Personal jurisdiction comes in two varieties: specific and general. See Negrón-Torres, 478 F.3d at 24. Key to both is the existence of "minimum contacts" between the nonresident defendant and the forum. Id. Cate asserts that this court can exercise personal jurisdiction over Aerotek because Aerotek "initiated, negotiated, and finalized contractual obligations for [Cate's] employment" by telephone, while Cate was at his home in Plymouth, New Hampshire. Pl.'s Resp. Mot. Dismiss ¶ 1.
A. Specific Personal Jurisdiction
Specific personal jurisdiction exists "'where the cause of action arises directly out of, or relates to, the defendant's forum-based contacts.'" Negrón-Torres, 478 F.3d at 24 (quoting United Elec., Radio & Mach. Workers of Am. v. 163 Pleasant St. Corp., 960 F.2d 1080, 1088-89 (1st Cir. 1992)). The Court of Appeals for this circuit has explained that in considering whether a plaintiff has alleged sufficient facts to support a finding of specific jurisdiction, the court "'divides the constitutional analysis into three categories: relatedness, purposeful availment, and reasonableness.'" Id. (quoting Platten v. HG Berm. Exempted Ltd., 437 F.3d 118, 135 (1st Cir. 2006)). The reasonableness inquiry is considered in terms of certain so-called "Gestalt factors." Sawtelle v. Farrell, 70 F.3d 1381, 1389 (1st Cir. 1995). "'[A]n affirmative finding on each of the three elements of the test is required to support a finding of specific jurisdiction.'" Negrón-Torres, 478 F.3d at 24-25 (quoting Phillips Exeter Academy v. Howard Phillips Fund, 196 F.3d 284, 288 (1st Cir. 1999)).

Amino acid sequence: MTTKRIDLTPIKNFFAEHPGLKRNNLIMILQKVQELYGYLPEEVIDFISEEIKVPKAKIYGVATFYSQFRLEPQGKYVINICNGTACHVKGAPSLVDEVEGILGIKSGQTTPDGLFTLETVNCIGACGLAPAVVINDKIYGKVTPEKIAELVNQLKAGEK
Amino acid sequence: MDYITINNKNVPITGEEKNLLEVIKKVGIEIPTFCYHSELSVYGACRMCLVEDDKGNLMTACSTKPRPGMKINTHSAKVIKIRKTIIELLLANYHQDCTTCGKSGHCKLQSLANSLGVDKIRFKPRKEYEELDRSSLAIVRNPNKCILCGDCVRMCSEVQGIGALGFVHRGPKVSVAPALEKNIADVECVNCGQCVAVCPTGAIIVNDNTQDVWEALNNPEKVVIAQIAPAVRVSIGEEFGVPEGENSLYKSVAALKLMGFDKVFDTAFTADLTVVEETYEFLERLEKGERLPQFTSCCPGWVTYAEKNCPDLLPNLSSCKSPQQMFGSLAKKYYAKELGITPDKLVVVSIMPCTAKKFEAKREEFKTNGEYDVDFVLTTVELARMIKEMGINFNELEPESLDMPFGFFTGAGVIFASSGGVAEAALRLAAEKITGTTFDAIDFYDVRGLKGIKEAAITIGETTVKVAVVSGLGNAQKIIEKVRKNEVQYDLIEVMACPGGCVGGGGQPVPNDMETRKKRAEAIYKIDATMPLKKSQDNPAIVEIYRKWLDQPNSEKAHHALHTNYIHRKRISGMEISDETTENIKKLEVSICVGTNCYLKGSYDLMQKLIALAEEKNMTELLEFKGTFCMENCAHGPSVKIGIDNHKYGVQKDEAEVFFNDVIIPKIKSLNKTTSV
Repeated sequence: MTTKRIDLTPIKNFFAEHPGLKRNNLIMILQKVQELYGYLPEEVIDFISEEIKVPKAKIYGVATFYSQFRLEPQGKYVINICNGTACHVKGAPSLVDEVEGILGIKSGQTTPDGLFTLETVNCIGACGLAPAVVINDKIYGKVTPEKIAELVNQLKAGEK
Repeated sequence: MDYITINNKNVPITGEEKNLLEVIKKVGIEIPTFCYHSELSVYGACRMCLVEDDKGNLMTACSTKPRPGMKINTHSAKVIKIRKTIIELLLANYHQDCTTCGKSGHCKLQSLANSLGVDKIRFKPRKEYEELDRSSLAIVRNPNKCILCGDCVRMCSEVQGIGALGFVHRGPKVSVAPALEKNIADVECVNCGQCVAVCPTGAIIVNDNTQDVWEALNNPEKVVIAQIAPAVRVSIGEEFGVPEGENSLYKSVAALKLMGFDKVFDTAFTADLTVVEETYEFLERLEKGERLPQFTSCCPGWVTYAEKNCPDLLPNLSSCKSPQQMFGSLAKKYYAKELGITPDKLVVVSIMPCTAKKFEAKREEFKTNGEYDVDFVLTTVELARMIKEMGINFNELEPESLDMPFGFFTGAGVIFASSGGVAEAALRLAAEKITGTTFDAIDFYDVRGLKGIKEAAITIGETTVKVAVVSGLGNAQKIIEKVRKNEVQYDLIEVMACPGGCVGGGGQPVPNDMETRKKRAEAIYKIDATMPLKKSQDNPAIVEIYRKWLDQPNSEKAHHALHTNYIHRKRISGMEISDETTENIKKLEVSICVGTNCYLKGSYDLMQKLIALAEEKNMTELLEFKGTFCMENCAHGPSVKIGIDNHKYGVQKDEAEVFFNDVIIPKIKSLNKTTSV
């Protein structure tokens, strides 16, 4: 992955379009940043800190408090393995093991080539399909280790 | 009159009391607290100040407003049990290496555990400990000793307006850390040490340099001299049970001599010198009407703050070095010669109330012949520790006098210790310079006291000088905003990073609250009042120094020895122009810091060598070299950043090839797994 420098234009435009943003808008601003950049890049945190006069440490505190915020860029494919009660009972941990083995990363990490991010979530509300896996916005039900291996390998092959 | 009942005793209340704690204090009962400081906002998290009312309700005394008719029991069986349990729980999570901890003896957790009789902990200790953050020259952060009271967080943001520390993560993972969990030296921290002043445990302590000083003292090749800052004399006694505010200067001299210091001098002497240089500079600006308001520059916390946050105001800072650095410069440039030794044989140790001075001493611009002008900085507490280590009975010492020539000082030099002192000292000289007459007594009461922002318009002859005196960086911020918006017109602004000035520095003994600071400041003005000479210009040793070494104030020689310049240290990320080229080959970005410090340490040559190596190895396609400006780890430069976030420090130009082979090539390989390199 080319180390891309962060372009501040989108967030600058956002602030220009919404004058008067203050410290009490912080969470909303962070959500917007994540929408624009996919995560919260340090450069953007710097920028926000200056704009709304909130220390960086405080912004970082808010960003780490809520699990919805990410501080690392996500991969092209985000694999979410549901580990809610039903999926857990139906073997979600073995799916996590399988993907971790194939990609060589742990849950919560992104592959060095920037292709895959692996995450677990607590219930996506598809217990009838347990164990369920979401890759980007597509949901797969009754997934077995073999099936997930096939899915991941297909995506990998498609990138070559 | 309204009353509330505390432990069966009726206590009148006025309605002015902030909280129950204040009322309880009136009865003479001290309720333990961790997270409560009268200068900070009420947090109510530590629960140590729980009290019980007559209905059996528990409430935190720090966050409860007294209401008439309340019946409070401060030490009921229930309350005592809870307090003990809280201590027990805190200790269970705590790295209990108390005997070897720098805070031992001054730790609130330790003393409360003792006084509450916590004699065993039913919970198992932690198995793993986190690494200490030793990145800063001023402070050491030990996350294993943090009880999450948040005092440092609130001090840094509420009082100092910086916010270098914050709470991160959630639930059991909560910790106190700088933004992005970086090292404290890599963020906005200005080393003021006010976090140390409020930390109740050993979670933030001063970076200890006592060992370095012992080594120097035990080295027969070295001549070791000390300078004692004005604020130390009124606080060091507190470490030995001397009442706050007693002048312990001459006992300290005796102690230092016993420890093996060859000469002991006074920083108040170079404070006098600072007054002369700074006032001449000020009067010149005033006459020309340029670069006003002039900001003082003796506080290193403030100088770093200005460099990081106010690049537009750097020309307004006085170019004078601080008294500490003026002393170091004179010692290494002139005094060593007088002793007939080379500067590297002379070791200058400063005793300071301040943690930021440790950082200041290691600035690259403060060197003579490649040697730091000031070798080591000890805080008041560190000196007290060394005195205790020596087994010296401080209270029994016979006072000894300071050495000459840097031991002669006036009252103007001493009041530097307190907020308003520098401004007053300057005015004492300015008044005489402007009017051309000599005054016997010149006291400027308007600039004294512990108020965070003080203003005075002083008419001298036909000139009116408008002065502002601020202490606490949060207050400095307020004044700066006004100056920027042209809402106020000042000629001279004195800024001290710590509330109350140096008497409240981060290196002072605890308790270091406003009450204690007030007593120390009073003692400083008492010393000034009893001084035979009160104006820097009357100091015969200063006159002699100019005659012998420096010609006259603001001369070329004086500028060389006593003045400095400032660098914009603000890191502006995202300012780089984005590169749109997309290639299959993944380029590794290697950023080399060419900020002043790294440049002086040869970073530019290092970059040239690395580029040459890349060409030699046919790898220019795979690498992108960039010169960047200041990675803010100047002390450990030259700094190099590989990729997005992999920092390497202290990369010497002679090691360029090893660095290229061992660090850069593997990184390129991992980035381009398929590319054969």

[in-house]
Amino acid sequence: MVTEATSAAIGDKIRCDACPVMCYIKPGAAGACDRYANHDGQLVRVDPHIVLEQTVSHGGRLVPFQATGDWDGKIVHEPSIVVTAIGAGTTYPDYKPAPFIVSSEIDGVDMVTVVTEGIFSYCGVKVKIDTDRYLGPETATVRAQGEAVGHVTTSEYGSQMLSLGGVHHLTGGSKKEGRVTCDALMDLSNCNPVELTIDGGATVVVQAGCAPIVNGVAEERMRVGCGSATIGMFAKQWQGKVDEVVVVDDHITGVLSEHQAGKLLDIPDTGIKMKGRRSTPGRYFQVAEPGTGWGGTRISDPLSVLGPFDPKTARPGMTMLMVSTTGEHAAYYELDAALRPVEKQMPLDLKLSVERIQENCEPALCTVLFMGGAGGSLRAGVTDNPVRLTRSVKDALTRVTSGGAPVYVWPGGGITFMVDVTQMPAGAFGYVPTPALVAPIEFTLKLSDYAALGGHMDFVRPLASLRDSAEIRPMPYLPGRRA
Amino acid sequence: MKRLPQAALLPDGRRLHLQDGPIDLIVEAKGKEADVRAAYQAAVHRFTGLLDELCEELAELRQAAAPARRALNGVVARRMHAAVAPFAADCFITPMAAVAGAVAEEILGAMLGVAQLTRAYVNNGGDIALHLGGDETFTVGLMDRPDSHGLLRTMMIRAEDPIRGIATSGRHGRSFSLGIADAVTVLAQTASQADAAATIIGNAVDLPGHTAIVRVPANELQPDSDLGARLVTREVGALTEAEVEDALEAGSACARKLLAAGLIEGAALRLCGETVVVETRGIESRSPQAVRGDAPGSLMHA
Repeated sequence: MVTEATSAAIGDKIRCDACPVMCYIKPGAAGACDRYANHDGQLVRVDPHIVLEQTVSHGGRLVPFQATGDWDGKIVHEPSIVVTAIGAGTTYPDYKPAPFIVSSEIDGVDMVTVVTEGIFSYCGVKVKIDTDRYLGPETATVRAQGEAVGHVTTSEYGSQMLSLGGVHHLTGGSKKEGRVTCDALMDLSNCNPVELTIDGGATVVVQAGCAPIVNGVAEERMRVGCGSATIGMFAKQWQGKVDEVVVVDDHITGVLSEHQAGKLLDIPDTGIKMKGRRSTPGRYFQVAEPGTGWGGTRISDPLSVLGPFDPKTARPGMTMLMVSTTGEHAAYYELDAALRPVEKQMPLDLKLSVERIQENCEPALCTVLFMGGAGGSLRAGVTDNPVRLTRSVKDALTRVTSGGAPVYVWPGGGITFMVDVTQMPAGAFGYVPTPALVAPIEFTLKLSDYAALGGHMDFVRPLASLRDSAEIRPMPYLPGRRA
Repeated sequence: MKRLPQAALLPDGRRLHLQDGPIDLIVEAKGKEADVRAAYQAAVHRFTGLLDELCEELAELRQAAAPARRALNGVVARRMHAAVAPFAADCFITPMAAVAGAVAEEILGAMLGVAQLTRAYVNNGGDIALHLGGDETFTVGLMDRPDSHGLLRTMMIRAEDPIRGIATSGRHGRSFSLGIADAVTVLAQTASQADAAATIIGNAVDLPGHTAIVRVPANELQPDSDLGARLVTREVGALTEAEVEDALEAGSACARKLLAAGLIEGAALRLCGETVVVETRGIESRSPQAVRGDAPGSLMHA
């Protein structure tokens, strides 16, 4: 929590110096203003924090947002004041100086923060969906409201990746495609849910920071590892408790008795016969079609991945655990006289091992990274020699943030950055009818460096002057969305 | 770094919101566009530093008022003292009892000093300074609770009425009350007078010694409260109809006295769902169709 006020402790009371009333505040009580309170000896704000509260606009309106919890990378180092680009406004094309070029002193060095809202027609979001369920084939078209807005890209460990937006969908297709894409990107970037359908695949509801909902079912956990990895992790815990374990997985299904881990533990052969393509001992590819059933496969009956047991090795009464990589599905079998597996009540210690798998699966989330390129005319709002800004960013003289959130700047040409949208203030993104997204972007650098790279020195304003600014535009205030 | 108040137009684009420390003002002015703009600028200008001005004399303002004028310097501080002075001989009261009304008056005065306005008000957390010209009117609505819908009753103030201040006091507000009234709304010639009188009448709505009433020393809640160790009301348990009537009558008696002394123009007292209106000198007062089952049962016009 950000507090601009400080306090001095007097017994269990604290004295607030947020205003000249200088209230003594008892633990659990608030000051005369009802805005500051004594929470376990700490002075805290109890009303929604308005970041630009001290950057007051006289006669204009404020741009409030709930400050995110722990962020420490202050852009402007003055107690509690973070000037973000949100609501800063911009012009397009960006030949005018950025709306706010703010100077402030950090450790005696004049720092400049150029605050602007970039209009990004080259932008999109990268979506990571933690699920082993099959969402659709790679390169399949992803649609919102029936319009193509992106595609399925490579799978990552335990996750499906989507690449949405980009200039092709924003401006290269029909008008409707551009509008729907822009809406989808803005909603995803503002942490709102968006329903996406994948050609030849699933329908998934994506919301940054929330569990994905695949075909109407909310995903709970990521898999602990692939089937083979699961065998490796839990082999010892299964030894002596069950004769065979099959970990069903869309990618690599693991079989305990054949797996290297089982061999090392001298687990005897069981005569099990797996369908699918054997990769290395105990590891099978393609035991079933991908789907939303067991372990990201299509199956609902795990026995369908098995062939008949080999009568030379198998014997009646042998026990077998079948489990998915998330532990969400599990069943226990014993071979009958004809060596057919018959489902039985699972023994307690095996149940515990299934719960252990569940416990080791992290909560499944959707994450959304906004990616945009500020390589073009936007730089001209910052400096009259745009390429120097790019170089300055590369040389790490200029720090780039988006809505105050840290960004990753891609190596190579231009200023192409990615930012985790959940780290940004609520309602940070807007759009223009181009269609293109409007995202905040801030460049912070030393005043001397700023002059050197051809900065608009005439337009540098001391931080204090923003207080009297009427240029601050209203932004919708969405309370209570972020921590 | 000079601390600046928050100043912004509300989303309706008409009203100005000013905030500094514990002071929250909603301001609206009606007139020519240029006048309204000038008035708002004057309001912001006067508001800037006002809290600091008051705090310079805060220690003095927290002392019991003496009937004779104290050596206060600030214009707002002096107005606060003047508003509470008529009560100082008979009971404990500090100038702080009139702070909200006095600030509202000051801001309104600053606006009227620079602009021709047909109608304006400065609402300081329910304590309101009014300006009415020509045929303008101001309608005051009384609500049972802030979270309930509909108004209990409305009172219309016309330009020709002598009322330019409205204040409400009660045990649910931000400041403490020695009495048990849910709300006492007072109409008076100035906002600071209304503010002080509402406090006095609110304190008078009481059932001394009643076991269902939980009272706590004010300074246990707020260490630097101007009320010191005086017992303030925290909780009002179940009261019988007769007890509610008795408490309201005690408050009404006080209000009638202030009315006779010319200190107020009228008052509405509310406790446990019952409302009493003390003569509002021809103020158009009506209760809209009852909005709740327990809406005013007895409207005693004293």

The relatedness inquiry is "not an open door" and requires a "material connection" between the defendant and the forum. Id. at 25. A finding of relatedness requires that the plaintiff's action arises directly "out of the specific contacts between the defendant and the forum state." Sawtelle, 70 F.3d at 1389. Put differently, for a finding of relatedness, the plaintiff's claim must arise out of, or relate to the defendant's in-forum activities. Id., 70 F.3d 1381, 1389 (1st Cir. 1995) (citing Ticketmaster-New York, Inc. v. Alioto, 26 F.3d 201, 206 (1st Cir. 1994)).